By Thomas Galvin, land use attorney at Rose Law Group, with a focus on water law; candidate for the CAP board in 2016.
At a recent briefing, Thomas Buschatzke, director of the Arizona Department of Water Resources, and Ted Cooke, general manager of the Central Arizona Project (CAP), provided a stark assessment of the Colorado River for those assembled in a Phoenix conference room and those listening around the state at satellite locations.
The cause for concern is clear: Lake Powell and especially Lake Mead are in precarious states. In 2000, Lake Powell was 87 percent full; it is now 55 percent full. In 2000, Lake Mead was 91 percent full; it is now 37 percent full.
In 2007, the Lower Basin states, California, Arizona and Nevada, signed Interim Guidelines for Lower Basin Shortages. In that framework, Arizona agreed to take the brunt of the shortages should Lake Mead fall below certain levels.
At this time, there are protections and plans in place, namely the Lower Basin Pilot Drought Response Action and the Pilot System Conservation Agreement. In addition, the CAP has coperative programs with 12 agricultural interests, four cities and three Native American tribes.
Tom Buschatzke, ADWR director, said Lake Mead is a “structural deficit.” The lake declines about 12 feet per year. “Lake Mead becomes a dead pool if water drops to 895 feet because then you can’t get water through the dam.”
Lake Mead is officially at emergency shortage if it falls below 1,075 feet. It is forecasted to be slightly above that level on December 31, 2016, which would mean it’s not yet officially at shortage status for 2016. However, there’s a 50
Lake Mead is officially at emergency shortage if it falls below 1,075 feet. It is forecasted to be slightly above that level on December 31, 2016, which would mean it’s not yet officially at shortage status for 2016. However, there’s a 50 percent risk of falling below that level, during 2017, which would mean shortage measures are implemented in 2018.. Additionally, the risk of shortage increases from 2019 thru 2021.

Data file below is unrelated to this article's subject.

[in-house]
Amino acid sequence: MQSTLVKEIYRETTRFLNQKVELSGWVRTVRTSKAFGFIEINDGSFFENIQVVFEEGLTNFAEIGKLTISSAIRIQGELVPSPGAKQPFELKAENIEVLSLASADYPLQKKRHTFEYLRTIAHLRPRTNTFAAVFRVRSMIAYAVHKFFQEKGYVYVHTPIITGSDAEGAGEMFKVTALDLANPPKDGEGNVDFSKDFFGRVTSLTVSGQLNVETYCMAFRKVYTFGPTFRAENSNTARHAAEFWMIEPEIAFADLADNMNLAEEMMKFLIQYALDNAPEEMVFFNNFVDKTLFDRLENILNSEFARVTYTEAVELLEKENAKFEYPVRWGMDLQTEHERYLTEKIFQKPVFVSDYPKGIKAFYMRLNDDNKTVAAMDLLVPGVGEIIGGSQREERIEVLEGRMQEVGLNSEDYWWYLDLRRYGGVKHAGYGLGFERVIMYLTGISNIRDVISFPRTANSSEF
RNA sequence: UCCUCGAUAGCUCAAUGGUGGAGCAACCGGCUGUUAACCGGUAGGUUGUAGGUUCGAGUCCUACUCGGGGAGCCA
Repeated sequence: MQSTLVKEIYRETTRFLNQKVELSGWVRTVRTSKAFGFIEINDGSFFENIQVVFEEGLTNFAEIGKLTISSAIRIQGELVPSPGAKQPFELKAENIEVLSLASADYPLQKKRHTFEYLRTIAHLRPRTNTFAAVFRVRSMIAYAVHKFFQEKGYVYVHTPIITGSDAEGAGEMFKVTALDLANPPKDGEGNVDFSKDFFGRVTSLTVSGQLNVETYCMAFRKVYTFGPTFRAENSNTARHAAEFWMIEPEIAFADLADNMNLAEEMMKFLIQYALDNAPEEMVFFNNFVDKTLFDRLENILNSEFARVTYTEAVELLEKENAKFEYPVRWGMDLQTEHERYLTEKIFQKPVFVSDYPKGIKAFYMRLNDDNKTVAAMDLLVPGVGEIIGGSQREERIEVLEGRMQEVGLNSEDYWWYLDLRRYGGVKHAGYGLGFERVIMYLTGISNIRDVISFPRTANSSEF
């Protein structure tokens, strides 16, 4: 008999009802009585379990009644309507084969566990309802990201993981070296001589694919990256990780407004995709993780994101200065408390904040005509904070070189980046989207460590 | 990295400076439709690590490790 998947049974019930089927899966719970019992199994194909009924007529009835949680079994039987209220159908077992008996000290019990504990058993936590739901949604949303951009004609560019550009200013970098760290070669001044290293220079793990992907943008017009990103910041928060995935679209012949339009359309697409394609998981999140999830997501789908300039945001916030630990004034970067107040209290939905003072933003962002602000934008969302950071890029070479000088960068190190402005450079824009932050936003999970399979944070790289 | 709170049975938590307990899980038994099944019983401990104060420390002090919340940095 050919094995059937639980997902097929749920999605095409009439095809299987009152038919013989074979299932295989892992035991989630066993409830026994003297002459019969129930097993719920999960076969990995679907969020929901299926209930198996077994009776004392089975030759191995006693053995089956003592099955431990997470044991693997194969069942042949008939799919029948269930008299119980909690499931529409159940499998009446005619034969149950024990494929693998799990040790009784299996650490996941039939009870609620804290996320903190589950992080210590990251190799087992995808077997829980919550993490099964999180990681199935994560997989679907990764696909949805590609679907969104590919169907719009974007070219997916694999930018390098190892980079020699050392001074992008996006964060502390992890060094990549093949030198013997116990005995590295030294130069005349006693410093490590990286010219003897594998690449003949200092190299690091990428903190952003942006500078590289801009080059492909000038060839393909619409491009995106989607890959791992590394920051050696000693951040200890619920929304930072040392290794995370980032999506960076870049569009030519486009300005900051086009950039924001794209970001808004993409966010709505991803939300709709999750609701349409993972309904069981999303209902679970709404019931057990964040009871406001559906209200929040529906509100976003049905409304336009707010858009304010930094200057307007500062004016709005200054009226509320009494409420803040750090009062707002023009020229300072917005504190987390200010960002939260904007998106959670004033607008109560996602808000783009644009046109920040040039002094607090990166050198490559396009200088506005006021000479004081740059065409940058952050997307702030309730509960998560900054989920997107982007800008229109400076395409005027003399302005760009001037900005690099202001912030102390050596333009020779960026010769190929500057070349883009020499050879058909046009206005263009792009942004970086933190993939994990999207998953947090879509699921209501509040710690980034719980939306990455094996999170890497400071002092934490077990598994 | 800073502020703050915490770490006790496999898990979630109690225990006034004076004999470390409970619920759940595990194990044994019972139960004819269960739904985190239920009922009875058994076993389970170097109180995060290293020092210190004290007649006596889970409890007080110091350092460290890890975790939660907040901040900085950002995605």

“CAP is committed to conservation and additional measures are needed,”CAP General Manager Ted Cooke said,
To facilitate conservation, Arizona and its representatives are actively participating in the Lower Basin Drought Contingency Proposal. While still a work in progress, the goal of protecting Lake Mead’s water levels is paramount. The proposal outlines responsibility for such efforts will be shared through all lower Basin Colorado River states, including California. Voluntary reductions by states are indicated as steps to be taken if water level drops to critical levels.
Planning for the fall and beyond, Buschaztke said support will be needed from the legislature and the federal government.
“There will be have to be a concurrent resolution for the Drought Contingency Plan (DCP) from the Arizona legislature, and, targeted for Spring 2017, we will need Congress to give the director of the Bureau of Reclamation more flexibility,” Buschaztke said.
What happens now largely falls on the Drought Contingency Proposal and any potential legislative action at the state and federal levels. There is certainly cause for concern for all of the states that depend on the Colorado River.
For additional information on the briefing click here.
For additional information on the Lower Basin Drought Contingency Proposal click here.